Obesity and non-alcoholic fatty liver disease are two of the main risk factors for type 2 diabetes. If obese individuals develop diabetes, it needs to be detected quickly. Of note, early treatment can prevent diabetic complications. In the journal Molecular Metabolism, researchers report on an epigenetic biomarker that can predict existing type 2 diabetes.
Epigenetic changes enable the DNA to react to environmental influences. A methyl group, linked to a specific DNA sequence, can block or enable the transcription of genes. The epigenetic changes which occur in tissues and or blood cells of a person can determine their eating habits and other aspects of their lifestyle, among other things. Epigenetic factors also play a role in the development of obesity and diabetes.
To find an early and easily-measurable biomarker for the risk of diabetes, researchers at DZD’s partner institution – the German Institute of Human Nutrition (DIfE), Helmholtz Munich, and the associated partner in Lubeck, initially examined the DNA of obese mice.
Comparison of mice with different diabetes risks
Despite their obesity, due to slight differences in their liver fat content, the female mice that were examined had very different diabetes risks: While one group was diabetes-resistant, the other group was especially susceptible to diabetes.
An analysis of gene expression and DNA methylation in the livers of the rodents showed that the HAMP gene expression was reduced by about 50% in diabetes-prone mice in comparison to the diabetes-resistant group. Increased DNA methylation of multiple sites in the gene promoter were found to be the cause for the decreased expression.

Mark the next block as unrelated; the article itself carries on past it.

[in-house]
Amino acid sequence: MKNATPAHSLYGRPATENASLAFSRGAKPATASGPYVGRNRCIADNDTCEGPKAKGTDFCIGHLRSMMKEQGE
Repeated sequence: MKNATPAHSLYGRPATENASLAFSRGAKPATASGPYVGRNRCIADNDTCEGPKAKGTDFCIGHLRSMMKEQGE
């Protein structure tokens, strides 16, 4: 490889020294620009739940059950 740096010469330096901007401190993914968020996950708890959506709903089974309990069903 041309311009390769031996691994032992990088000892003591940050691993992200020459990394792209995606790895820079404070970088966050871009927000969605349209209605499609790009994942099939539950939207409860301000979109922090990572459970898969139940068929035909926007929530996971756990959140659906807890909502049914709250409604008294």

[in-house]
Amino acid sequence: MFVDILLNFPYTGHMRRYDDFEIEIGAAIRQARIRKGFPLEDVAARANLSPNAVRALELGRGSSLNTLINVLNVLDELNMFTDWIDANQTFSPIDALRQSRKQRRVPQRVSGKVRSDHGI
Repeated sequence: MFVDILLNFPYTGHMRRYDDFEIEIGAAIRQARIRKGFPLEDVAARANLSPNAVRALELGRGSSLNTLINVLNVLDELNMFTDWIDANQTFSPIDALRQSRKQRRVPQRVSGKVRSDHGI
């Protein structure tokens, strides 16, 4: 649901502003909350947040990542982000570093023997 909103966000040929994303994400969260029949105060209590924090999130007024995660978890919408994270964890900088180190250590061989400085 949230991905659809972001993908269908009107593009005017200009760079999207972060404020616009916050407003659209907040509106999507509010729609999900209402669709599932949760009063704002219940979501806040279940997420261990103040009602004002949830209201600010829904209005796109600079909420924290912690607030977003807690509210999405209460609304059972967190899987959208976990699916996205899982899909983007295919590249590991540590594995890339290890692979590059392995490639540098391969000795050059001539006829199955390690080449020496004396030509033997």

HAMP encodes the iron-regulatory hormone hepcidin, which had a lower abundance in the livers of mice prone to developing diabetes.
Confirmation using human test individuals
The researchers also analyzed tissue samples from the livers of obese, insulin-resistant women. They determined that in these individuals, expression of the HAMP gene was significantly downregulated along with increased DNA methylation levels in the promoter at the same sites as the animal model.
However, an easily measurable biomarker should also be easy to access, such as through a blood sample. Therefore, the researchers also analyzed the DNA methylation of the HAMP gene in blood cells, which were taken around four years before the diabetes diagnosis of participants in the prospective EPIC-Potsdam cohort. This also showed a strong association between the methylation at certain CpG sites of the HAMP gene and an increased risk of incident diabetes.
Early marker for existing cases of diabetes
The researchers concluded that their investigations provide new insights into the epigenetic changes of the HAMP gene before the development of type 2 diabetes. The findings also demonstrated that HAMP, or its epigenetic changes, could serve as an early marker for existing type 2 diabetes.
Meriem Ouni, Fabian Eichelmann, Markus Jähnert, Christin Krause, Sophie Saussenthaler, Christiane Ott, Pascal Gottmann, Thilo Speckmann, Peter Huypens, Stefan Wolter, Oliver Mann, Martin Hrabé De Angelis, Johannes Beckers, Henriette Kirchner, Matthias B. Schulze, Annette Schürmann. Differences in DNA methylation of HAMP in blood cells predicts the development of type 2 diabetes. Mol Metab 2023 Sep; doi: 10.1016/j.molmet.2023.101774.